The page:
You’ve just touched down in the country you’ve been dreaming about visiting for the last couple of months. You’ve obsessed over the Instagram pictures, planned and reorganized your agenda for the entire trip, and mapped out all the restaurants and markets you’re going to shop at. Now you’re finally here and full of excitement. Out of nowhere though, you find yourself sniffling and a migraine you can’t ignore. Oh hell, this is not happening, I cannot be getting sick.
Unfortunately, getting sick while traveling abroad can happen. Traveling abroad can be more of an adjustment on our body than we like to admit. It could be as simple as adjusting to a temperature change, air quality, time difference, foods, etc. These are all factors that can be the reasoning behind that small sniffle you’ve developed after getting off the plane. Trust, throughout my time traveling and living in China I have gotten sick on more than one occasion. From the pollution, China’s minimal hygienic practices, drastic weather change; all of which have taken a toll on my body. Being sick isn’t fun, especially when you’ve been planning this amazing adventure for the last year or so. So here are some ways to minimize your chances of being sick and how to deal.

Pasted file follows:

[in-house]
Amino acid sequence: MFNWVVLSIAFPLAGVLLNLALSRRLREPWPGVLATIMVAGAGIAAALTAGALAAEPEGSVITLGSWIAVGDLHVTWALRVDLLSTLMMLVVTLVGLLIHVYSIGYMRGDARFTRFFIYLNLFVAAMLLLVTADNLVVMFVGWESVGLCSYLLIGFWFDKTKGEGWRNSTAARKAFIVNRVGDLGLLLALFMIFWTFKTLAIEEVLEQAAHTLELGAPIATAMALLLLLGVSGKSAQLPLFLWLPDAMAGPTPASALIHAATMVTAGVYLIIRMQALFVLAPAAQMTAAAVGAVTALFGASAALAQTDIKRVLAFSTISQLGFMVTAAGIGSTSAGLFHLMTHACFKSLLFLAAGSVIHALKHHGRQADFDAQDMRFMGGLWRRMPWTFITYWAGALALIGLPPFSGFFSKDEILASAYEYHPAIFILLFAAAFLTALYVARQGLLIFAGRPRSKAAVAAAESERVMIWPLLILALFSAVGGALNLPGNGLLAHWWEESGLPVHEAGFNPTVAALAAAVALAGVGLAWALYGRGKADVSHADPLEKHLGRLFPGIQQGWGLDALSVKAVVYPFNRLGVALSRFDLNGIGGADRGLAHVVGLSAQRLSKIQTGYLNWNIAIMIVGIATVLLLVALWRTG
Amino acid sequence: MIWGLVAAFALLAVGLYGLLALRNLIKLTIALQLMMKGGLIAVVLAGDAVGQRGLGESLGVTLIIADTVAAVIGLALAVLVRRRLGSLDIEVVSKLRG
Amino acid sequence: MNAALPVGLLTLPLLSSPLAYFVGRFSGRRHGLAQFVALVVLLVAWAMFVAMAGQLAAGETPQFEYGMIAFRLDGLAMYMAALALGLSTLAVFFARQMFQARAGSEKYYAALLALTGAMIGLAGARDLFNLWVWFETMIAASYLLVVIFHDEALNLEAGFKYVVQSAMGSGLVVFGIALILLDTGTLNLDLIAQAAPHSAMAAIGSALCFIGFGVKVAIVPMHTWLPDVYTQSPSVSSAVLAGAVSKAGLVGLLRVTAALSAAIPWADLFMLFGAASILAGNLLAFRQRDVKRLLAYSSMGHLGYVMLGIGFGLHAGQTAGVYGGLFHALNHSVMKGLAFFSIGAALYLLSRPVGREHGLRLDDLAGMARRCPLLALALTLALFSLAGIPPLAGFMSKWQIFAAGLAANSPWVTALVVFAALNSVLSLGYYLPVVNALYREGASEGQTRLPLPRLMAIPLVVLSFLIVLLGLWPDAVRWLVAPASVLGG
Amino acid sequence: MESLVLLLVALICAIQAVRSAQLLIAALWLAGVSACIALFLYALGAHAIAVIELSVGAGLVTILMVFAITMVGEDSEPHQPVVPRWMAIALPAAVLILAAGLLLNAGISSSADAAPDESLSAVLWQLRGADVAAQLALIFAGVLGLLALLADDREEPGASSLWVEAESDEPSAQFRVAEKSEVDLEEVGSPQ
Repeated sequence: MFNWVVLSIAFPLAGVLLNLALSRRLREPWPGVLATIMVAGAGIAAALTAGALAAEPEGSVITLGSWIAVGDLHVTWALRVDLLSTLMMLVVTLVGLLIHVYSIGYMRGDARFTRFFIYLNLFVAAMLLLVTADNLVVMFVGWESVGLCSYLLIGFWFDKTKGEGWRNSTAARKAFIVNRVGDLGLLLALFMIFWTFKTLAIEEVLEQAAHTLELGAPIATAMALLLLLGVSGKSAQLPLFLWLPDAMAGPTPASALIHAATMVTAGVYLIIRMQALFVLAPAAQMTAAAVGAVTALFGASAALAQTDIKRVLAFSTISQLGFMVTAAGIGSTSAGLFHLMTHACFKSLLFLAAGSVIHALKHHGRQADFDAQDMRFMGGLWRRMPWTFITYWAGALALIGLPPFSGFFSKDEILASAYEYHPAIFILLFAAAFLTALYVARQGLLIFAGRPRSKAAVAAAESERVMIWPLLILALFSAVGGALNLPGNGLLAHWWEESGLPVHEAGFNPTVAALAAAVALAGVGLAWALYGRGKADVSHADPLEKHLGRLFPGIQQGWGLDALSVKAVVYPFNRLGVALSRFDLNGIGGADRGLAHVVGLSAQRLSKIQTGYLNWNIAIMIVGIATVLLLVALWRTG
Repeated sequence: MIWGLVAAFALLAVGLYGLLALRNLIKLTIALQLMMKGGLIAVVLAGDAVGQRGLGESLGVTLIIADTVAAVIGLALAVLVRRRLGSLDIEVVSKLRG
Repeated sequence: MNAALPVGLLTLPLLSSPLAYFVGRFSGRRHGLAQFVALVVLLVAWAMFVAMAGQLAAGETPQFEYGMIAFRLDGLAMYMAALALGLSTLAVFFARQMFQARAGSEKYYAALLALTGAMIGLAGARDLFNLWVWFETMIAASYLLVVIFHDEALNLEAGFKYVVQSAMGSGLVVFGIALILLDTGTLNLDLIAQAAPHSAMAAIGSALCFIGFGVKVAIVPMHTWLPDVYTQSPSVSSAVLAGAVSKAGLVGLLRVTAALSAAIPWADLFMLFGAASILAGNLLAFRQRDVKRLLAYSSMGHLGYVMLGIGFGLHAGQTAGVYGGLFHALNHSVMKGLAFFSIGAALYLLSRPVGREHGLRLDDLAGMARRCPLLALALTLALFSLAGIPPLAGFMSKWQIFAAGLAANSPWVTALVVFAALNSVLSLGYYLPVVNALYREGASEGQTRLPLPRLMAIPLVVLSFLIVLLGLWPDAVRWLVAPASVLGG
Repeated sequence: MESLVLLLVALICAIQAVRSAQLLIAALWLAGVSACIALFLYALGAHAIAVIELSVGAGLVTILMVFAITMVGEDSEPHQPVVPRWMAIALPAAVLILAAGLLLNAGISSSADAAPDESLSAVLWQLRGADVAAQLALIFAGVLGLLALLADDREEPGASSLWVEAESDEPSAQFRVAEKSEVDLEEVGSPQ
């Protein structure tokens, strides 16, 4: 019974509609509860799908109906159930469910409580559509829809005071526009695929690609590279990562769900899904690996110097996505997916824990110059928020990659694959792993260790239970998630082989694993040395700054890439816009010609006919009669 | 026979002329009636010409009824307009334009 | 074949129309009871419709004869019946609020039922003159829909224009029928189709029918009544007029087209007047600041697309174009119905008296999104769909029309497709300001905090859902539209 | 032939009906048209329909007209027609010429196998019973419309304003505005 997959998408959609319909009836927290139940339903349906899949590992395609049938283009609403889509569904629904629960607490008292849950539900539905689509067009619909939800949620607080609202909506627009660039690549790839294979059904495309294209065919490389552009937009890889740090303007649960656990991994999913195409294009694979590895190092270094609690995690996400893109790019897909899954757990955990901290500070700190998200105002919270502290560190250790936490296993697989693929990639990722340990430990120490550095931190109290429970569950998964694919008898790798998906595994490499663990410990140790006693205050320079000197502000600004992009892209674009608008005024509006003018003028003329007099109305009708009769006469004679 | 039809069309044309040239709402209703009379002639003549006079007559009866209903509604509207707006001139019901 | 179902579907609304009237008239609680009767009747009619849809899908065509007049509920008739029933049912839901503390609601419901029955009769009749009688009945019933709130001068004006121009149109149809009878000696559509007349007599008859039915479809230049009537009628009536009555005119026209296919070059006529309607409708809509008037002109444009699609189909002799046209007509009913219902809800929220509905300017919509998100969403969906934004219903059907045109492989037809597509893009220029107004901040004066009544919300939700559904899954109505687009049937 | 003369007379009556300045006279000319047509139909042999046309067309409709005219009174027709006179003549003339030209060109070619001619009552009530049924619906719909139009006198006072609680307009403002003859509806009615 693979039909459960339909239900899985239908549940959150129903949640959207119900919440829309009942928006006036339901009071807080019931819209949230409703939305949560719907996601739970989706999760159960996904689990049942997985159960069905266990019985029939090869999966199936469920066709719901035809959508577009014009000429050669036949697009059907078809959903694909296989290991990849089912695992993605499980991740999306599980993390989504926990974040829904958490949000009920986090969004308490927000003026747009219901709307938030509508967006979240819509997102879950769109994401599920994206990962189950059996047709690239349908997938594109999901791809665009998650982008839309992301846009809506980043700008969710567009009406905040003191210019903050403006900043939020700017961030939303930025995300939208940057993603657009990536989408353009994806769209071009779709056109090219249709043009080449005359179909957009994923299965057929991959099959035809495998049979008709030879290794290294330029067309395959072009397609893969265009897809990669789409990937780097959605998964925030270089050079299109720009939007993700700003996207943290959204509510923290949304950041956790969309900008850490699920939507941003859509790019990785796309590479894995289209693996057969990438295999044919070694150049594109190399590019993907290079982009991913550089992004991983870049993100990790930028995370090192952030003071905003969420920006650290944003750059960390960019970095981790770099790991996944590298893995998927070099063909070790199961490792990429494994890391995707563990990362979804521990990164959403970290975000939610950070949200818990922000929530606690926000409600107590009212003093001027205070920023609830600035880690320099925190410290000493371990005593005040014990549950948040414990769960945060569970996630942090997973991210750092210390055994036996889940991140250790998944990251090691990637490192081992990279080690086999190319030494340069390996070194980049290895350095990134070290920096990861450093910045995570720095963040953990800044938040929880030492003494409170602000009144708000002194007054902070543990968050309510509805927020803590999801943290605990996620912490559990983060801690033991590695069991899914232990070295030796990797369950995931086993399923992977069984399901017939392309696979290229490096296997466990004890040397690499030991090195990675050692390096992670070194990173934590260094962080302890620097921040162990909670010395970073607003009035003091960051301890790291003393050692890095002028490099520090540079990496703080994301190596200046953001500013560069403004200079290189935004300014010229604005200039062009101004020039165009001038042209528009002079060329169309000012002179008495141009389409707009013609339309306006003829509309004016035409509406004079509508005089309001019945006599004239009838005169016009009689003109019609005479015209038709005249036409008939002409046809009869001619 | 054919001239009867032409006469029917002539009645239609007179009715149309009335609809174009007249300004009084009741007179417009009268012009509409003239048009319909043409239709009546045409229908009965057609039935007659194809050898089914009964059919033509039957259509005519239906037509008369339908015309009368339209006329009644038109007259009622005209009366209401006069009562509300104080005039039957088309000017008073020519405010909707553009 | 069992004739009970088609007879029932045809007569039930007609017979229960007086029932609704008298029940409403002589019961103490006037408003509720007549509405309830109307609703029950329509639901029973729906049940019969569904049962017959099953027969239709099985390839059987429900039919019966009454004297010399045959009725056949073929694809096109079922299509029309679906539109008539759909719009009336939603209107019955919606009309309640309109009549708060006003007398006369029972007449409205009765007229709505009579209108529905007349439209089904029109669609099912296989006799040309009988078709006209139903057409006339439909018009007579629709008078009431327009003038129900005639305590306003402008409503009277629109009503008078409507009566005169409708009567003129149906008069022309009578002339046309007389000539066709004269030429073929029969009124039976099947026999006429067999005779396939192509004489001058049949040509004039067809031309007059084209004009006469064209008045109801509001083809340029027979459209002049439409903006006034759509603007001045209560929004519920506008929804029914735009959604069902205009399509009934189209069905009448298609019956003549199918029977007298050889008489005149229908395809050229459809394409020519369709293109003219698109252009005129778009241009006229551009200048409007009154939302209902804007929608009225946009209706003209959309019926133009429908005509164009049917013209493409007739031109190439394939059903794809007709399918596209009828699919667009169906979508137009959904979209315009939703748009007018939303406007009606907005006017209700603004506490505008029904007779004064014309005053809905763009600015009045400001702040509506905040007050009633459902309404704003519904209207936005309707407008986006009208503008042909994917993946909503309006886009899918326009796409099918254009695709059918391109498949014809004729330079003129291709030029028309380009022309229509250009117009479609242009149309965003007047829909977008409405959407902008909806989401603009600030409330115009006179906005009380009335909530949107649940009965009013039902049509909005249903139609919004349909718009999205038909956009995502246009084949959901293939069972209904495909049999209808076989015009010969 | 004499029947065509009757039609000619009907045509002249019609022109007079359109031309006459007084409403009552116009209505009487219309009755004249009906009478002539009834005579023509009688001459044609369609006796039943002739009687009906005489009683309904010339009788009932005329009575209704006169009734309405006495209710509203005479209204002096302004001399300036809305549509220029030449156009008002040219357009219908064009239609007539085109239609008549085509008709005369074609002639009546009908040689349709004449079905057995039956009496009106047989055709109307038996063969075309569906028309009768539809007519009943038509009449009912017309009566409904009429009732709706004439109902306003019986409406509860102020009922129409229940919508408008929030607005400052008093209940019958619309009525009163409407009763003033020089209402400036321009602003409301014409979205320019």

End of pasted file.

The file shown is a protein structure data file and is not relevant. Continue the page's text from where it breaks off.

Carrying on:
1. Be patient with your body.
This is something I’ve had to learn the hard way. When I say be patient with your body I mean, understand that your body may need time to adjust to all the sudden changes. This could mean after your 8-24 hour flight going on a midnight scuba dive might be something you’ll have to postpone until the next day. You just got off a long flight so take this time for some rest & relaxation! Jet lag is not something to play with. Use this time to take a nap, check out the other tours or activities that your hotel is offering and all the amenities they have to offer. Massage, anyone? Your body will tell you what you’re capable and not capable of doing. Make sure to listen or you could end up under the weather during your entire trip.
2. Get the necessary vaccines for the country you’re visiting.
I am not a fan of needles but I am quick to get whatever shots or pills necessary for my travels. Being up to speed with your routine shots and vaccinations for the country you’re visiting is imperative. A cold is one thing, but Yellow fever, Malaria, and Typhoid are another. Make sure you check what vaccines are required for the country you’re planning to visit. You can check out the CDC|Travelers Health website to find out what shots are required and clinics near you that distribute the vaccines. Don’t wait until the week or day before to take care of this. Sometimes doctors require you to take pills weeks before your trip to make sure it’s in your system. Some insurance plans cover the majority, if not the complete cost of the vaccinations, but make sure to double check with yours. Make your health a priority and don’t procrastinate.
3. Get plenty of sleep.